# 0x046 Differential Equation

## 1. Linear ODE

Definition (n-th order ODE) An $$n$$-th order differential equation is said to be linear if it can be written in the form

$y^{(n)}+p_1(x)y^{(n-1)}+ ... + p_n(x)y = f(x)$

For convenience, we consider the following form

$P_0(x)y^{(n)}+P_1(x)y^{(n-1)}+ ... + P_n(x)y = F(x)$

where the left side can be abbreviated as $$Ly$$

Theorem (initial value problem) Suppose $$Ly=F$$ is normal (i.e: $$P_0$$ has nozero and $$P_0, ..., P_n, F$$ are continuous) on $$(a,b)$$, let $$x_0$$ be a point at $$(a,b)$$, and $$k_0, ..., k_{n-1}$$ be arbitrary number, then the initial value problem

$Ly=F, y(x_0)=k_0, ..., y^{(n-1)}(x_0) = k_{n-1}$

has a unique solution on $$(a,b)$$

## 2. Laplace Transform

Definition (Laplace transform) Suppose a function $$f(x)$$ is piecewise-continuous, then the Laplace transform of $$f(t)$$, denoted $$\mathcal{L}\{ f(t) \}$$, is defined as

$\mathcal{L}\{ f(t) \} = \int_0^{\infty} e^{-st} f(t) dt$

For the sake of convenience, we also use

$F(s) = \mathcal{L} \{ f(t) \}$

Lemma (linearity)

$\mathcal{L} \{ af(t) + bg(t) \} = aF(s)+bG(s)$

Lemma (derivatives) Suppose $$f', ..., f^{(n-1)}$$ are all continuous function and $$f^{(n)}$$ is a piecewise continuous function, then high-order derivatives can be transformed into a linear function

$\mathcal{L}(f^{(n)}) = s^n F(s) - s^{n-1} f(0) - s^{n-2}f'(0) - ... - f^{(n-1)}(0)$

Lemma (convolution) Laplace transform changes convolution into multiplication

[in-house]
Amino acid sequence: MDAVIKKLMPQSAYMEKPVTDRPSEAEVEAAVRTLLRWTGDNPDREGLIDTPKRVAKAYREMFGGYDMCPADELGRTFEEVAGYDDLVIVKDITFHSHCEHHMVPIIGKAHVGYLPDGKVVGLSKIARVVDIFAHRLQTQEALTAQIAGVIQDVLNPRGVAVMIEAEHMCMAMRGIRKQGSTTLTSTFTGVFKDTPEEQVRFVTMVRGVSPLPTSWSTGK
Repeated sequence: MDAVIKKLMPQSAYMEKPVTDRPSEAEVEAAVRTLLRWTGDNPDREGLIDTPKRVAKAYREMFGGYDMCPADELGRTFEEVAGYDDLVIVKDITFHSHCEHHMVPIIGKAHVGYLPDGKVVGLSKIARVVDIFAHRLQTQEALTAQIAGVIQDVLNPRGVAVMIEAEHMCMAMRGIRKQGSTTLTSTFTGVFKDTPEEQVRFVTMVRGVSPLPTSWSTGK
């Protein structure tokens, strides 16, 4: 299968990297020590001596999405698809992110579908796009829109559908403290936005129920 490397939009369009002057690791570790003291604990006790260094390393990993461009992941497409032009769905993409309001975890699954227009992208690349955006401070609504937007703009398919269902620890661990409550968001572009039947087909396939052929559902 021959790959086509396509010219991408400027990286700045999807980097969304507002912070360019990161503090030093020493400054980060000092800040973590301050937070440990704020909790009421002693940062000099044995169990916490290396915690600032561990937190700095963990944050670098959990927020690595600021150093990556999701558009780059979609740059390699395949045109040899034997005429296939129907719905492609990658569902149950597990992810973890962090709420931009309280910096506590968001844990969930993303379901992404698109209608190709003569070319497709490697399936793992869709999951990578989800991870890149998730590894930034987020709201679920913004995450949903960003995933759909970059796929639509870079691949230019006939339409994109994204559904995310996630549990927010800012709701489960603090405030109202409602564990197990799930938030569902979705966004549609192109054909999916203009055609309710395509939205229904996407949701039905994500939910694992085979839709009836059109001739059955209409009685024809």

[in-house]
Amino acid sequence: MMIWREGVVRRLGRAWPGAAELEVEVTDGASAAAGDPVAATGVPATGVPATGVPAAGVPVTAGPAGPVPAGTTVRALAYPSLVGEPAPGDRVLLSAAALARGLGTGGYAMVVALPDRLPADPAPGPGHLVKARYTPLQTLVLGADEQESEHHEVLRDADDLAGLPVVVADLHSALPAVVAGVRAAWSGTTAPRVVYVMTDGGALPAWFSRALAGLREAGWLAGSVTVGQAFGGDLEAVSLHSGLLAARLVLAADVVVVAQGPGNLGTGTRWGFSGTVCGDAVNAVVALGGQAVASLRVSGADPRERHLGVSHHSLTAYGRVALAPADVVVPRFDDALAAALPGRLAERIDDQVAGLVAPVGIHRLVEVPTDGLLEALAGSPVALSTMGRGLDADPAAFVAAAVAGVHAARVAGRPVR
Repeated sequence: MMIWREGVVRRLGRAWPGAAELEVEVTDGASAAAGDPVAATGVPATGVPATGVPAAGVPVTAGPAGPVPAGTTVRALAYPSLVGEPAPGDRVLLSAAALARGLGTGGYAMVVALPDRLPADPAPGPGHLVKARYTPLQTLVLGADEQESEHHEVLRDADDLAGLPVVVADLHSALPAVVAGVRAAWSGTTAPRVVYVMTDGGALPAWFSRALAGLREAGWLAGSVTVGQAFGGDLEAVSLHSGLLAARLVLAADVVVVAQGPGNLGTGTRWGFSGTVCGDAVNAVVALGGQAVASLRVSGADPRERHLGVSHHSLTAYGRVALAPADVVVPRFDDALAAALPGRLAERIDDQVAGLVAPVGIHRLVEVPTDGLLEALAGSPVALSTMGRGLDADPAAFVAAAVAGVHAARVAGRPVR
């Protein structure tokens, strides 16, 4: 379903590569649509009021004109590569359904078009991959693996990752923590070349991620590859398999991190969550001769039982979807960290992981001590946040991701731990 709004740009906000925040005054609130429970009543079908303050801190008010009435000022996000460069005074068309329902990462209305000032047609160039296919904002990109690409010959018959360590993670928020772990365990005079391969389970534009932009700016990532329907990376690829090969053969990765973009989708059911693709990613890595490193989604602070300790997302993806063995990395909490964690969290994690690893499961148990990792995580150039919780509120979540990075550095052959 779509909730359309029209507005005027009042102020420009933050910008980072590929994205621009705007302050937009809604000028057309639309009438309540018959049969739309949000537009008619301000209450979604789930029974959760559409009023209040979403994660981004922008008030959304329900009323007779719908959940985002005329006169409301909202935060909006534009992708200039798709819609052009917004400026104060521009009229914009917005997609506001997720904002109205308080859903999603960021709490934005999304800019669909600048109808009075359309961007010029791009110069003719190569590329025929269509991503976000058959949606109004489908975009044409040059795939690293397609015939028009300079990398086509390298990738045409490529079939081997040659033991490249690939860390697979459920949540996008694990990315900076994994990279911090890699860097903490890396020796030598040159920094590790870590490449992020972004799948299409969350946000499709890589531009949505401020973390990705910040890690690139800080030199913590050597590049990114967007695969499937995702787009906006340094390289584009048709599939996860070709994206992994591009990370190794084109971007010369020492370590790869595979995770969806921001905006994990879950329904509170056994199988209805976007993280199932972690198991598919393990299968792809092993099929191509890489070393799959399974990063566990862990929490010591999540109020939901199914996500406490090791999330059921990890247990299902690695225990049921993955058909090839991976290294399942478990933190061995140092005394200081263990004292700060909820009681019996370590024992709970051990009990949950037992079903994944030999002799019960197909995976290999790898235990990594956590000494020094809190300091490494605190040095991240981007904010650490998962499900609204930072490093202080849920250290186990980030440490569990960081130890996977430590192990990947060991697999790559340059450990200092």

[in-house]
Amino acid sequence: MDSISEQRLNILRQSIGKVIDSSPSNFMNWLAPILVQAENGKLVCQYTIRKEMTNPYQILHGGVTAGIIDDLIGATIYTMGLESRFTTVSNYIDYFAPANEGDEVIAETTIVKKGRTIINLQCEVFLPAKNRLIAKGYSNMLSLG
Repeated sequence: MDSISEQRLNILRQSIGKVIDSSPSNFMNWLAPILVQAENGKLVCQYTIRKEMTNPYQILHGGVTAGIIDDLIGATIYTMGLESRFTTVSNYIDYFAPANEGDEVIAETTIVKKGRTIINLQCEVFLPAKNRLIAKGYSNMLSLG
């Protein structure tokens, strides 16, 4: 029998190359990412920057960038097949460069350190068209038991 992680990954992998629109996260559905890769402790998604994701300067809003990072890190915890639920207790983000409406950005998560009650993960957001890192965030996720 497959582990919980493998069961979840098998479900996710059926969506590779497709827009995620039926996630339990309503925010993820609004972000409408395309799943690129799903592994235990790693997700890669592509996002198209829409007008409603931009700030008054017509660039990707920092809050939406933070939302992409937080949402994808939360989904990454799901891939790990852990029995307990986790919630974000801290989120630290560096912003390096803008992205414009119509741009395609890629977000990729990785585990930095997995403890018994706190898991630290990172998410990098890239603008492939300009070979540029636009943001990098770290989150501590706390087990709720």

$\mathcal{L}(f*g) = F(s)G(s)$

## 3. Linear PDE

2nd order linear PDF can be calssified as either elliptic, hyperbolic or parabolic

$Au_{xx} + 2B u_{xy} + Cu_{yy} + Du_x + Eu_y + Fu + G =00$

by checking sign of $$B^-AC$$

### 3.1. Laplace Equation

Laplace is the simplest example of elliptic PDF

$\nabla^2 u = 0$

or equivalently

$\Delta u = 0$

Its solution is called harmonic functions

### 1-dimension

A trivial case: suppose $$u$$ only depends on $$x$$

$\frac{d^2u}{dx^2} = 0 \implies u(x) = mx + b$

$$u$$ can be fully determined by boundary conditions (e.g: $$(u(0), u(1))$$)

An observations that can be generalized to higher dimension here is

• $$u(x)$$ is the average of $$u(x+a)$$ and $$u(x-a)$$
• no local max or min

#### 3.1.1. 2-dimension

In two dimension:

$\frac{\partial^2 u}{\partial x^2} + \frac{\partial^2 u}{\partial y^2} = 0$

The real and imaginary parts of a complex analytic function both satisfy the Laplae equation. (which can be proved easily using Cauchy-Riemann)

Consider a power series expansion of $$f$$ inside a circle of radius $$R$$

$f(z) = \sum_{n=0}^\infty c_n z^n$

using polar coordinate, we know the real part of $$f(z)$$ is

$a_n r^n \cos(n\theta) - b_n r^n \sin(n\theta)$

which is the solution to the two dimensional Laplace equation, the coeeficient $$a_n, b_n$$ can be determined from the boundary

### 3.2. Heat Equation

Heat equation is an example of the parabolic equation.

### 3.3. Wave Equation

Wave equation is an example of the hyperbolic equation.

By a linear change of variables, any equation of the form

$A \frac{\partial^2 u}{\partial x^2} + B \frac{\partial^2 u}{\partial x \partial y} + C \frac{\partial^2 u}{\partial y^2} + ... = 0$

with

$B^2 - AC > 0$

This is called the hyperbolic partial differential equation, which can be transformed to the wave equation, ignoring the lower order terms

## 4. Reference

[1] Elementar Elementary Differential E ential Equations with Boundar quations with Boundary Value Problems